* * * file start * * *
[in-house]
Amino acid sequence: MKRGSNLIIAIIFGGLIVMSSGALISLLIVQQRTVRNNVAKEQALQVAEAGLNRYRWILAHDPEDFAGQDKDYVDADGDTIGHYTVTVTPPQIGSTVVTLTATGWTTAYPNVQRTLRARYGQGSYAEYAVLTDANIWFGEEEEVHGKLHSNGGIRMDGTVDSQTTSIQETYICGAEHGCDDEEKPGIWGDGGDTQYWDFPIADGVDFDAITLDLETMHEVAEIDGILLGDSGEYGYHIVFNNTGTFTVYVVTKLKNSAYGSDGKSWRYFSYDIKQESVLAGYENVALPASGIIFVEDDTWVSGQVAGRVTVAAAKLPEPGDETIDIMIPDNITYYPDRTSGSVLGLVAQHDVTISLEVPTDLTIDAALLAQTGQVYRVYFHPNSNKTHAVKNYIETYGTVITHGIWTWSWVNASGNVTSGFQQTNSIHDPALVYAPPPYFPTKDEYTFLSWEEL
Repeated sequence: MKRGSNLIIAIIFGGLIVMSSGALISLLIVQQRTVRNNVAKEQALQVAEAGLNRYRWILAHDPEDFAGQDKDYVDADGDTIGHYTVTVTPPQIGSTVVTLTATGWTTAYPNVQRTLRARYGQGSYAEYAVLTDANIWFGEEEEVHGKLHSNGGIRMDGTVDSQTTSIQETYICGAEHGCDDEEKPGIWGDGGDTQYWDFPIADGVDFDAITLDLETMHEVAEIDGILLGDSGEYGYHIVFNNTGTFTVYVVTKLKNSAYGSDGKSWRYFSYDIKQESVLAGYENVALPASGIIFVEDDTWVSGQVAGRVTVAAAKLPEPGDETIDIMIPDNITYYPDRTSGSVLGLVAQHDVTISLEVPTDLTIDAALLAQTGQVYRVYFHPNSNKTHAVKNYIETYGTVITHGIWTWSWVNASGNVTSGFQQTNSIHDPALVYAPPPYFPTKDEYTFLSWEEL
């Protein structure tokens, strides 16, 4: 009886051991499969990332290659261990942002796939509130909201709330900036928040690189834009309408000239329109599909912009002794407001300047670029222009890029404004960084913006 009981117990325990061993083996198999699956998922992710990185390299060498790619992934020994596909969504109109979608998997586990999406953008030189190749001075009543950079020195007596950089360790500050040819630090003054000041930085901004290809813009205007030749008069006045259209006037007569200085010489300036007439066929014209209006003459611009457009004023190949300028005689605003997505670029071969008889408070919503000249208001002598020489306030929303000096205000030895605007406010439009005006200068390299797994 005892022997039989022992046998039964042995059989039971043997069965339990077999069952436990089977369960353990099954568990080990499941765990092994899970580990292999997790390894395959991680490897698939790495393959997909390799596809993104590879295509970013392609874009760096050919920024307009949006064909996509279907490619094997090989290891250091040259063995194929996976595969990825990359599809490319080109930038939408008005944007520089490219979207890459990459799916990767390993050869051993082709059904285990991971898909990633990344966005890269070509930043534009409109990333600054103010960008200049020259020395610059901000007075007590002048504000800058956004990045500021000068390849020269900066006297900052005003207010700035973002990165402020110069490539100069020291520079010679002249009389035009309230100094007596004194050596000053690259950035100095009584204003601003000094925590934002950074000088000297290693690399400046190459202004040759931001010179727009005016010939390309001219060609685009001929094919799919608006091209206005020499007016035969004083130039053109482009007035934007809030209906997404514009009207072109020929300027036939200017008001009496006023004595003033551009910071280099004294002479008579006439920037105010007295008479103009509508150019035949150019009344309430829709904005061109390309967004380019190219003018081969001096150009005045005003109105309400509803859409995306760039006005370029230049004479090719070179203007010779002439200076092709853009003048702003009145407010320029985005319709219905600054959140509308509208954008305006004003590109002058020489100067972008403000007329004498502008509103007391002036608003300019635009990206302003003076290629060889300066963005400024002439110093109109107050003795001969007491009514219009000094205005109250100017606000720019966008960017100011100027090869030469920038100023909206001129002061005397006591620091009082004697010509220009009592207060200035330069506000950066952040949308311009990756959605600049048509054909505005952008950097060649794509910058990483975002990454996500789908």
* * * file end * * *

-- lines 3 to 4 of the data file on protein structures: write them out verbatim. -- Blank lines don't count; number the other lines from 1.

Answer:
Repeated sequence: MKRGSNLIIAIIFGGLIVMSSGALISLLIVQQRTVRNNVAKEQALQVAEAGLNRYRWILAHDPEDFAGQDKDYVDADGDTIGHYTVTVTPPQIGSTVVTLTATGWTTAYPNVQRTLRARYGQGSYAEYAVLTDANIWFGEEEEVHGKLHSNGGIRMDGTVDSQTTSIQETYICGAEHGCDDEEKPGIWGDGGDTQYWDFPIADGVDFDAITLDLETMHEVAEIDGILLGDSGEYGYHIVFNNTGTFTVYVVTKLKNSAYGSDGKSWRYFSYDIKQESVLAGYENVALPASGIIFVEDDTWVSGQVAGRVTVAAAKLPEPGDETIDIMIPDNITYYPDRTSGSVLGLVAQHDVTISLEVPTDLTIDAALLAQTGQVYRVYFHPNSNKTHAVKNYIETYGTVITHGIWTWSWVNASGNVTSGFQQTNSIHDPALVYAPPPYFPTKDEYTFLSWEEL
């Protein structure tokens, strides 16, 4: 009886051991499969990332290659261990942002796939509130909201709330900036928040690189834009309408000239329109599909912009002794407001300047670029222009890029404004960084913006 009981117990325990061993083996198999699956998922992710990185390299060498790619992934020994596909969504109109979608998997586990999406953008030189190749001075009543950079020195007596950089360790500050040819630090003054000041930085901004290809813009205007030749008069006045259209006037007569200085010489300036007439066929014209209006003459611009457009004023190949300028005689605003997505670029071969008889408070919503000249208001002598020489306030929303000096205000030895605007406010439009005006200068390299797994 005892022997039989022992046998039964042995059989039971043997069965339990077999069952436990089977369960353990099954568990080990499941765990092994899970580990292999997790390894395959991680490897698939790495393959997909390799596809993104590879295509970013392609874009760096050919920024307009949006064909996509279907490619094997090989290891250091040259063995194929996976595969990825990359599809490319080109930038939408008005944007520089490219979207890459990459799916990767390993050869051993082709059904285990991971898909990633990344966005890269070509930043534009409109990333600054103010960008200049020259020395610059901000007075007590002048504000800058956004990045500021000068390849020269900066006297900052005003207010700035973002990165402020110069490539100069020291520079010679002249009389035009309230100094007596004194050596000053690259950035100095009584204003601003000094925590934002950074000088000297290693690399400046190459202004040759931001010179727009005016010939390309001219060609685009001929094919799919608006091209206005020499007016035969004083130039053109482009007035934007809030209906997404514009009207072109020929300027036939200017008001009496006023004595003033551009910071280099004294002479008579006439920037105010007295008479103009509508150019035949150019009344309430829709904005061109390309967004380019190219003018081969001096150009005045005003109105309400509803859409995306760039006005370029230049004479090719070179203007010779002439200076092709853009003048702003009145407010320029985005319709219905600054959140509308509208954008305006004003590109002058020489100067972008403000007329004498502008509103007391002036608003300019635009990206302003003076290629060889300066963005400024002439110093109109107050003795001969007491009514219009000094205005109250100017606000720019966008960017100011100027090869030469920038100023909206001129002061005397006591620091009082004697010509220009009592207060200035330069506000950066952040949308311009990756959605600049048509054909505005952008950097060649794509910058990483975002990454996500789908």